This chapter examines 1980s film, Flashdance to discuss its own contradictions, but before that it is necessary to revisit the political landscape and ideological sentiments of the decade. It explores the ways in which they have seemingly shaped an entire decade through the conceptual terms Reaganite Cinema and Reaganite Entertainment. In Cobra the threat to national security is domestic rather than foreign with a group of Darwinian terrorists called New World Order going on a relentless killing spree in order to refashion social order. Through the extermination of the weak and, by extension, the survival of the strongest, which the chapter argues Reaganite logic par excellence. Yet, despite the box-office success, which can translate into the idea that there is a public demand and desire for the macho action films, Cobra’s production and reception recount several layers of unease, as the chapter discusses. However the chapter concludes with a discussion of dance-musical Flashdance as a model example of Reaganite filmmaking.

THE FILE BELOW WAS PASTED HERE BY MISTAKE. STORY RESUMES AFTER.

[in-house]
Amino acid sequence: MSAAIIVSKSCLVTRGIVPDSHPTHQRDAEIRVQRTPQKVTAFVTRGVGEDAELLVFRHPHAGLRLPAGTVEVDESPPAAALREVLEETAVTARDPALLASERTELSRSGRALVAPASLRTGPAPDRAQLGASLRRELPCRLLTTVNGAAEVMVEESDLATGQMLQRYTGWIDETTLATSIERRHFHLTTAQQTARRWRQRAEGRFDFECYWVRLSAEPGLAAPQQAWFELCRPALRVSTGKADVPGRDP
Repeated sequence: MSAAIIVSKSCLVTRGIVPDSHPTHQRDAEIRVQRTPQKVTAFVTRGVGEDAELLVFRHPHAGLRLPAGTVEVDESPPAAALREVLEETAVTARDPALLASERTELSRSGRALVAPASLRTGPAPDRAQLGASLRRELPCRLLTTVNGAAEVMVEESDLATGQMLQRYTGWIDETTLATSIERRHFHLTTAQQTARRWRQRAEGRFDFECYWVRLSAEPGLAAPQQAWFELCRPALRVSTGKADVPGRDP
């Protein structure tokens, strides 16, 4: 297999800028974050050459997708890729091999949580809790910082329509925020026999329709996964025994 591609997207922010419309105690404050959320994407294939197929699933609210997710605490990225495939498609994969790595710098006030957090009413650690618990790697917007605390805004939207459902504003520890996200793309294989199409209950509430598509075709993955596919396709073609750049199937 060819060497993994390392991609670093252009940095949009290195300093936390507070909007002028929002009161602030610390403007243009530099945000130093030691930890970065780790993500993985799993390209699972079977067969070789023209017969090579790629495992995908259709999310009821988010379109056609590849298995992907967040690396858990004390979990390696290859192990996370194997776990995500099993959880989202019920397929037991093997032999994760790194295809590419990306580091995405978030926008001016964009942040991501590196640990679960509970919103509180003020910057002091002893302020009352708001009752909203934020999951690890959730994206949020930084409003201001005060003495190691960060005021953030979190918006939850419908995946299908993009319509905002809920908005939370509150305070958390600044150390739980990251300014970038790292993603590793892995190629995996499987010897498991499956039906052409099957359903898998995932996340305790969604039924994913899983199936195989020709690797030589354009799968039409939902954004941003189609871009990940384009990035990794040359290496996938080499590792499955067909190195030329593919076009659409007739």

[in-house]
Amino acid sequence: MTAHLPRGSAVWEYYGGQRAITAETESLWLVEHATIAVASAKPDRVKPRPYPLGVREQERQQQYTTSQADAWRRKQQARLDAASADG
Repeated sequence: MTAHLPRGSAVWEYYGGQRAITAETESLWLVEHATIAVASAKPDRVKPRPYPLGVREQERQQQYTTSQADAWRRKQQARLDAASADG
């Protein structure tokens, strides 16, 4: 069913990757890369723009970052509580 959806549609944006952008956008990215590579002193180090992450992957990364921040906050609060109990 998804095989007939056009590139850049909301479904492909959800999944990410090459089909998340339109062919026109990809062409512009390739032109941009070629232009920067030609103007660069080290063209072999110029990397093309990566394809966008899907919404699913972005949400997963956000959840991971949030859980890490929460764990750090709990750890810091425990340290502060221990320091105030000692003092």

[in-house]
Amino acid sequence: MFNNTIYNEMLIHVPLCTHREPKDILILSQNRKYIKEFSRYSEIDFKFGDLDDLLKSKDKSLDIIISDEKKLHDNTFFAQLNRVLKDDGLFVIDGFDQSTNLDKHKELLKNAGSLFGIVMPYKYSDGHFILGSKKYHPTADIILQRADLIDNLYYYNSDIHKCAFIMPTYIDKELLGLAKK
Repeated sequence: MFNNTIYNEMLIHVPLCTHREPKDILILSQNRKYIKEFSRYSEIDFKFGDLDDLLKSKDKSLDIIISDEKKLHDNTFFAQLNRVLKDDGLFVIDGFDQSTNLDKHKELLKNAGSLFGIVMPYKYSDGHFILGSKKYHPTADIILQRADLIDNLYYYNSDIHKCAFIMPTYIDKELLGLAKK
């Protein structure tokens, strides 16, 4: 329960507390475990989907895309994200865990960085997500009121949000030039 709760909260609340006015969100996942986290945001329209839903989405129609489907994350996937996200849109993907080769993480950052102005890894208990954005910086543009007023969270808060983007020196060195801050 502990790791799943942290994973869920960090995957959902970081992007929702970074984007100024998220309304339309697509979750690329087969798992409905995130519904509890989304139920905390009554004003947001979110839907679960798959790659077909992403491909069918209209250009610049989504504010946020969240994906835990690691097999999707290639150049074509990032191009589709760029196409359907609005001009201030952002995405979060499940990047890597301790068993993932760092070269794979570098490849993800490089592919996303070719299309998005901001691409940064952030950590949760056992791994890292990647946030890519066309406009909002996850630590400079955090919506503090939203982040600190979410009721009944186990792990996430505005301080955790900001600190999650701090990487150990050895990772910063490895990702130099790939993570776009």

|Title of host publication||The Routledge Companion to Cinema and Politics|
|Editors||Yannis Tzioumakis, Claire Molloy|
|Place of Publication||Abingdon Oxon Uk|
|Number of pages||6|
|Publication status||Published - 2016|